Books · Review

Fire & Fury

You can’t make this shit up!


By  now you will have read a number of (probably contradictory) reviews for this book, which will probably have given you quite a lot of detailed (and probably contradictory) information about the book.

imageSo here’s a very brief answer and overview to help you if you are still wrestling with the question “Should I buy this book, should I read this book, will I be left wishing for those hours of my life back ?”

Well, it’s a doddle to read. It’s actually quite interesting to read. It’s not going to tell you any more outrageous stories about Trump than you have already heard. But it will confirm them, and it will add texture to some. He really didn’t expect to win, he really was just on another self-promo binge.

All of that doesn’t mean the book doesn’t hold surprises. I had no idea Ivanka and Jared are DEMOCRATS (!!??). Oops! I guess I just gave that surprise away…but it’s worth reading about the chaos that’s causing in a White House voted in to place by hard core Republicans. Steve Bannon really is the sad little, alt-right man-child you always thought he was, and not the towering power-house of a political tactician that he accidentally appeared as for a moment or two.

imageAnd childishness. So much childishness from so many purportedly adult people. Most of my sticky-notes mark points where the degree of infantile behaviour was so bad that it actually stood out from the day-to-day sulking and tantrums. It quite simply has to be the most insane government a western democracy has ever hosted. Then there’s Trump’s clear belief that the role of POTUS is actually that of an El Presidente-style, junta-leading, banana republic tyrant whose sole purpose is his own aggrandisement and pocket-lining.  Like I said at the start – you actually couldn’t make this shit up.


But none of this is revelatory or extraordinary enough to warrant the hardback price, so my ultimate advice – wait until it’s in paperback.

Books · Review

100 Years of voting

One hundred years ago today women finally won the right to vote in the UK. Here is some of the reading I shall be doing over the next few weeks to remind myself of the struggle that brought about that most important of changes, and how there is still progress to be made.


My Goodreads annual summary

My Year In Books 2017

Screenshot-2018-1-2 Goodreads 2017 Year in Books


My book absorption for 2017. Not as impressive as I would have liked, but there have been some great books in it. I have had the pleasure, this year, of discovering a number of new authors that I have immediately fallen in love with. A couple of whom even had the great decency to already have a good back-catalogue for me to work through!

There were some dark moments this year. Certainly one of the darkest but most compelling books I have ever read, made it onto the list.  One or two debut authors, and a couple of returning favourites.

Stand-out names this year for me have been Abir Mukherjee, Jodi Taylor, Jane Harper, Laura Lippman and Ben Aaronovitch and – absolutely not ‘least’ – Adam Kay whose book This Is Hurt  Going To Hurt should be required reading for anyone who thinking of criticising the NHS or supporting J.Hunt in his efforts to break it.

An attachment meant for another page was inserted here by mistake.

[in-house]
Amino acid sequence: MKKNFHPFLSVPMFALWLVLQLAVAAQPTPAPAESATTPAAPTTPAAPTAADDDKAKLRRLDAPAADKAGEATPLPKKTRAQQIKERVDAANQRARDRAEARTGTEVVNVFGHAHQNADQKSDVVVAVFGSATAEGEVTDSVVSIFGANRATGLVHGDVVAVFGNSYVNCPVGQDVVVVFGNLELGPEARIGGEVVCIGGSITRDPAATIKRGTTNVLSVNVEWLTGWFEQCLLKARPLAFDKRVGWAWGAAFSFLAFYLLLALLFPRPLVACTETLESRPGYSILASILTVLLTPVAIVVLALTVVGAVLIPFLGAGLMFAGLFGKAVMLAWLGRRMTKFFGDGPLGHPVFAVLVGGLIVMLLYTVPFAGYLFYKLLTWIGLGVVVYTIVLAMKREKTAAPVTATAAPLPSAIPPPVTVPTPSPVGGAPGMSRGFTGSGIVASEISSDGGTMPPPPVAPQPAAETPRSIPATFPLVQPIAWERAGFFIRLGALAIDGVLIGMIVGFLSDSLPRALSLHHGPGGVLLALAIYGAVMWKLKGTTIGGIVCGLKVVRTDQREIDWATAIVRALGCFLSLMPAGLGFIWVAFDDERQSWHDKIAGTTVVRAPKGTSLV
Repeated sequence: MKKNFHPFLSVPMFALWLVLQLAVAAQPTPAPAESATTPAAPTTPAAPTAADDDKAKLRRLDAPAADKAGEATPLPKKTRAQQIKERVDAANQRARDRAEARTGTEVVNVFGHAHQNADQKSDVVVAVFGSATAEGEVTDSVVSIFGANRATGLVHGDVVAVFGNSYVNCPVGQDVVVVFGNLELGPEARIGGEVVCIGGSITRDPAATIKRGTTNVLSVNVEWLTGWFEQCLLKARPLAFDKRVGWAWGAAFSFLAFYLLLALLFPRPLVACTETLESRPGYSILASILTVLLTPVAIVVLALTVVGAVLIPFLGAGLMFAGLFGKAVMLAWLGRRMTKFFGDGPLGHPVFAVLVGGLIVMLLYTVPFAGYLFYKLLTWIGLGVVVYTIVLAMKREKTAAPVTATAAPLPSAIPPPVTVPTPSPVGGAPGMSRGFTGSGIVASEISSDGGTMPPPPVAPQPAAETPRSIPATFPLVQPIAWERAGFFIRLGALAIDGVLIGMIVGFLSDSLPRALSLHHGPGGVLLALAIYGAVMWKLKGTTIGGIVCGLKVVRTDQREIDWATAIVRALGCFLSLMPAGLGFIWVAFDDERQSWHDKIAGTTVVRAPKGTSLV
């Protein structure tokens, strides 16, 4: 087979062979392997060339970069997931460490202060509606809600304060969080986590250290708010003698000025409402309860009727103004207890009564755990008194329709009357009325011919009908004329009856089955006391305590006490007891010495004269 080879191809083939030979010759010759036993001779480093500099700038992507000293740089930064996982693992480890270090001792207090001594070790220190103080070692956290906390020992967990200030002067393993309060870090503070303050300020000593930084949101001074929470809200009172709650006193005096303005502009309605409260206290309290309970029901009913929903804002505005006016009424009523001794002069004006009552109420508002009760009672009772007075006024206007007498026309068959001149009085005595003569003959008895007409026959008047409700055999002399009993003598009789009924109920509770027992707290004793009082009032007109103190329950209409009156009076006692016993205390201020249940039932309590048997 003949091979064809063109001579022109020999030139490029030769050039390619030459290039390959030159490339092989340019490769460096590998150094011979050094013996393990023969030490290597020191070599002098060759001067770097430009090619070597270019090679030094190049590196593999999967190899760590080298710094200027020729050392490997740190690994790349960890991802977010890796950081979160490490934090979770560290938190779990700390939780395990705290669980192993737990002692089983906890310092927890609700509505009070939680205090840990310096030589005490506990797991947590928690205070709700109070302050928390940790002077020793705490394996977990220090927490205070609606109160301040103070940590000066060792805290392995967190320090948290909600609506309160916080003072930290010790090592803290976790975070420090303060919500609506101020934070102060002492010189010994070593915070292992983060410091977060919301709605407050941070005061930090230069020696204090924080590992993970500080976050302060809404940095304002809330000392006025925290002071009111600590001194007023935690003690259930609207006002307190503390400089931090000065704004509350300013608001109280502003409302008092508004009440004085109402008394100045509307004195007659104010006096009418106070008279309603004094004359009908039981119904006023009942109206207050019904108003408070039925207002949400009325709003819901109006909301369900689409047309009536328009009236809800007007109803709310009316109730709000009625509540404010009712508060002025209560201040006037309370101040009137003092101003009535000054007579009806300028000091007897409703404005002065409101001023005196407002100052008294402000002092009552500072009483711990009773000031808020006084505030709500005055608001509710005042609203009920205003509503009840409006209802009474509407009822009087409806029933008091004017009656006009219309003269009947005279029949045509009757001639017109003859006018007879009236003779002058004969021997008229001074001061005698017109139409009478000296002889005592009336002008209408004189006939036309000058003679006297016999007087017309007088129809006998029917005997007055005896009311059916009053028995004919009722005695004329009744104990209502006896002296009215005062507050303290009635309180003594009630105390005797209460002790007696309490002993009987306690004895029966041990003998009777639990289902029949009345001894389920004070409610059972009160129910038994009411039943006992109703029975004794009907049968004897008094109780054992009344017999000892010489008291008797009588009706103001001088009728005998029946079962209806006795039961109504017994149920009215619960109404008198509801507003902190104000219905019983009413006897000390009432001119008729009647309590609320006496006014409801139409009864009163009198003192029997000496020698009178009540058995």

Books · Review

This Is Going To Hurt

by Adam Kay
A trip through the modern NHS in easy and accessible anecdotes.

This Is Going To Hurt

On the surface of it this is an engaging and often hilarious collection of anecdotes from someone who worked as a doctor in the NHS for several years. There is an abundance of stories for those who love to hear about the quirks and peculiarities of humanity. Dark and funny things that will make you laugh out loud whilst simultaneously making your toes curl.  The de-gloved penis.  The dehydrated cocaine users. The homeless man who preferred to go back out on the streets rather than run the risk of MRSA.

Referring to the diaries he was obliged to keep during his years as an obstetrician, Kay has pulled together a raft of stories and thoughts ranging from simple one line ‘notes-to-self’ to more lengthy tales of patients he cared for.

The happy, the funny and the occasional simply uplifting make for an easy and read that clips along nicely. I had this in audio book form and it was a little over six hours long. It is easy to pick up, slightly less easy to put down.

You may also have seen this  book  referred to as ‘heart-breaking’.

And it is. Because in writing a highly entertaining  memoir Kay has found the perfect vehicle to deliver some brutal truths about the state of our NHS these days. To highlight the lies being peddled by the Secretary of State for Health and the government.

This is not a treatise on the issues facing the National Health Service and the people who work there-in delivering health care, there is no lengthy analysis – he simply punctuates the usually funny, sometimes tragic stories with brutal realities he has experienced first-hand:

Being told that he would have to come back for a weekend halfway through a two-week holiday abroad because the cover he had had to arrange himself fell through;

Falling asleep in his car in the hospital car park before he even managed to start it and waking up the next morning only to find he’d slept so long he was still late for work. On Christmas Eve;

Working out that with the unpaid overtime he was expected to put in his actual wage was £6.60ph – less than if he’d worked in McDonalds.

This is far more important book than it is really given credit for. I would recommend this book for everyone who loves stories about the peculiarities of people, and it’s a must read for all those who love the NHS. It should also be mandatory reading for anyone who has ever nodded their head when Jeremy Hunt’s lips have been flapping.